The Breadcrumbs Mystery

Bad Wolf. Two words that took on a life of their own. In every episode of the season, the phrase Bad Wolf turned up in one form or another, but why? Looking back, it’s almost quaint how haphazardly it came together. In some cases the production design team inserted ‘Bad Wolf’ references of their own when Davies forgot to mention it in the script. Ultimately, he reveals it to be both meaningful and meaningless. Rose herself has spread the words across time and space as breadcrumbs from the future. They’re simply designed to catch her past self’s attention so that she realizes past and future are linked.

But Bad Wolf has led to the breadcrumbs mystery being such a core part of the Doctor Who formula it’s hard to imagine a season without it. And it’s so iconic that even the production company currently making Doctor Who is called… Bad Wolf.

 

The Drama

Many of the RTD season finales feature a character departure and The Parting of the Ways is no exception. We say goodbye to the Ninth Doctor having hardly gotten to know him. But what an exit. He faces down his worst nightmare that his destruction of the Time Lords was for nothing, with the Daleks surviving anyway. He concludes that in the choice between genocide and surrender, he’ll choose the latter every time. And ultimately, he forgives himself and let’s go of his trauma and guilt, realizing he did deserve to survive. He was fantastic. Absolutely fantastic.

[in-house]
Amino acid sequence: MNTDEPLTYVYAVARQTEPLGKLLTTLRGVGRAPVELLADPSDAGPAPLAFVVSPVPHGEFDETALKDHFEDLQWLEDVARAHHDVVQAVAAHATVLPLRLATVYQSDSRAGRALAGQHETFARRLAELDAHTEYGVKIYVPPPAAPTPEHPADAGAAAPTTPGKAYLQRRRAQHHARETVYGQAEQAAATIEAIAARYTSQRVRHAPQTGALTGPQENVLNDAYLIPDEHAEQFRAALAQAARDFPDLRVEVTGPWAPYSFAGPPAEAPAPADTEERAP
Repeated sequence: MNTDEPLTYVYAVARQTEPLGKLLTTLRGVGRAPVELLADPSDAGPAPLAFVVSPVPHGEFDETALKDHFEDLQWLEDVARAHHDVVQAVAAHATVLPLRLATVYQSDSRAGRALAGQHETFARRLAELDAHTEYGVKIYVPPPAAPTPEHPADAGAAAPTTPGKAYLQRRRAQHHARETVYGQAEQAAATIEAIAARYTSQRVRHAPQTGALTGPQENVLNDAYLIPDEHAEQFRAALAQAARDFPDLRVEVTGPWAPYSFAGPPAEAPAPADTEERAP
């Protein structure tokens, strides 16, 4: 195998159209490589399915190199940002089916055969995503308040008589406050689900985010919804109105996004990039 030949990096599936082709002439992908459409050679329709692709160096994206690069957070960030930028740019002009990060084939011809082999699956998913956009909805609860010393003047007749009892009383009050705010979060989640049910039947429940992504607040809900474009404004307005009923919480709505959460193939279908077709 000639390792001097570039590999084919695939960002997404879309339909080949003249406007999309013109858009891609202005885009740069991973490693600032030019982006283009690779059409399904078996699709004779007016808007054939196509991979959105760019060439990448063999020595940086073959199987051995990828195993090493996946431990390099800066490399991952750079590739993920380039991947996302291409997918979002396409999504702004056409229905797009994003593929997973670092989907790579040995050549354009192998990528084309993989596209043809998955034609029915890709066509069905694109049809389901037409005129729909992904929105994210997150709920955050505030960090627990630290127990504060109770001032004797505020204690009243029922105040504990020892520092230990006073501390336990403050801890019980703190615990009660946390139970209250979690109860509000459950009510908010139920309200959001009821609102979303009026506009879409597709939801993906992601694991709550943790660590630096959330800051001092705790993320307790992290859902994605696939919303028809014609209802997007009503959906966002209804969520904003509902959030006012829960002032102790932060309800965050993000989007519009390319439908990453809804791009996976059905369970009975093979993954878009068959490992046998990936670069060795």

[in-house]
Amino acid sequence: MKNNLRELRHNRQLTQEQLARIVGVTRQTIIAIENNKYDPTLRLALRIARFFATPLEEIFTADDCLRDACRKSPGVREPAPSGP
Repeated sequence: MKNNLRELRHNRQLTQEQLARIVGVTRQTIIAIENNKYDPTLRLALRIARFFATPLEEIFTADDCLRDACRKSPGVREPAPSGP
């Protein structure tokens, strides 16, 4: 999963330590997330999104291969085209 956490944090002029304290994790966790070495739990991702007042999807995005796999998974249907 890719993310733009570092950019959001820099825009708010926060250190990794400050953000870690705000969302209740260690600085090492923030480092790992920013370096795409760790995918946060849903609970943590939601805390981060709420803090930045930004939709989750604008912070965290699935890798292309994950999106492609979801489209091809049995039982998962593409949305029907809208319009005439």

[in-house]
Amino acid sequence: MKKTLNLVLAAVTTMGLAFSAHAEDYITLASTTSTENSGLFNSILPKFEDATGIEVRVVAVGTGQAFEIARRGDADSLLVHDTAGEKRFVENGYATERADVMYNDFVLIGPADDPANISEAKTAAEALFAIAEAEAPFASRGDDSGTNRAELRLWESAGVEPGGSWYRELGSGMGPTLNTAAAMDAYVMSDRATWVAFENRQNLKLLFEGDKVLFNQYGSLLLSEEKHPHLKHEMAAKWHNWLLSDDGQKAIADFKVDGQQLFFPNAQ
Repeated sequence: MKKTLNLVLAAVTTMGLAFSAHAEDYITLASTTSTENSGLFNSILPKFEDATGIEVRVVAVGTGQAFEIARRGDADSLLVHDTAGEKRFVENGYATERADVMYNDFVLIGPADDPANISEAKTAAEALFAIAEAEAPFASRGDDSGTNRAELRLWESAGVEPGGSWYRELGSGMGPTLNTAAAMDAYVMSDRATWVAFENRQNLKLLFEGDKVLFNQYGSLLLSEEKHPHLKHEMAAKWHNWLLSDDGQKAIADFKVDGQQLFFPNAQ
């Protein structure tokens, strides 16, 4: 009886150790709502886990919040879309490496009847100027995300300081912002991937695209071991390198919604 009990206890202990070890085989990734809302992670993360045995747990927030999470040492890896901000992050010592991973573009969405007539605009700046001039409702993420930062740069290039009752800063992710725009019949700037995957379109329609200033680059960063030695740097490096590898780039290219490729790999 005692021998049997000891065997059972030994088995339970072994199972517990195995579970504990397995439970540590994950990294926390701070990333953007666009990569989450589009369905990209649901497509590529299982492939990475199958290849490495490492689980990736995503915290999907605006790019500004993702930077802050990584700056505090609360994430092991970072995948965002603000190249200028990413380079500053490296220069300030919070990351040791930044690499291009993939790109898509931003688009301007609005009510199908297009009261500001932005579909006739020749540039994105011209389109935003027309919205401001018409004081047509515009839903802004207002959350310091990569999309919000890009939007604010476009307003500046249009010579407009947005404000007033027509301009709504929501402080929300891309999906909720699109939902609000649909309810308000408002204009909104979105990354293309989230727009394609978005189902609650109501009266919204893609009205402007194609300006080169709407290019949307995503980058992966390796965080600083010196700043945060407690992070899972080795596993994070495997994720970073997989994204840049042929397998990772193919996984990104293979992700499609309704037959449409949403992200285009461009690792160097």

The Twist at the End

Russell T Davies is the master of the bait and switch resolution. Some people complain that too often his plots are turned off at the press of a button. But particularly in his season finales, his genius is in making you look at this button over here, when really it’s this one over there that will save the day. Most of The Parting of the Ways focuses on buying the Doctor time to build his Delta Wave generator. But in the end it sits unused, as the parallel plot about Rose trying to get back so he doesn’t die alone turns out to be the answer to the problem.

 

Daleks and Cybermen invade the Earth at the same time! It really is Doomsday! (c) BBC Studios
Daleks and Cybermen invade the Earth at the same time! It really is Doomsday! (c) BBC Studios

Army of Ghosts/Doomsday

If the 2005 finale set the template, then 2006 solidified it as the new normal. Classic archenemies, huge stakes, and sobbing into your sleeve as we said goodbye to loved characters – they were all here to stay.

The Big Bad

The Cybermen. The Daleks. Together at last! Davies is already beginning to play with his own formula, setting up the Cybermen as our new big bad, establishing them with a mid-season story before bringing their invasion crashing into our world. But then he unleashes the shock twist at the end of Army of Ghosts that the Daleks are the real architects of the reality splintering Sphere.

Soon, vast armies of Daleks and Cybermen are using Earth as their battlefield, with humanity caught in the crossfire.

 

The Stakes

The Earth faces total destruction twice over, as the rift created by the Daleks (and made worse by Britain’s own Torchwood Institute) threatens to drag both our world and a parallel universe where Rose’s dad is still alive into the Void. The Void being the absolute nothing between universes, and also known simply as ‘Hell.’ So that’s not good, then.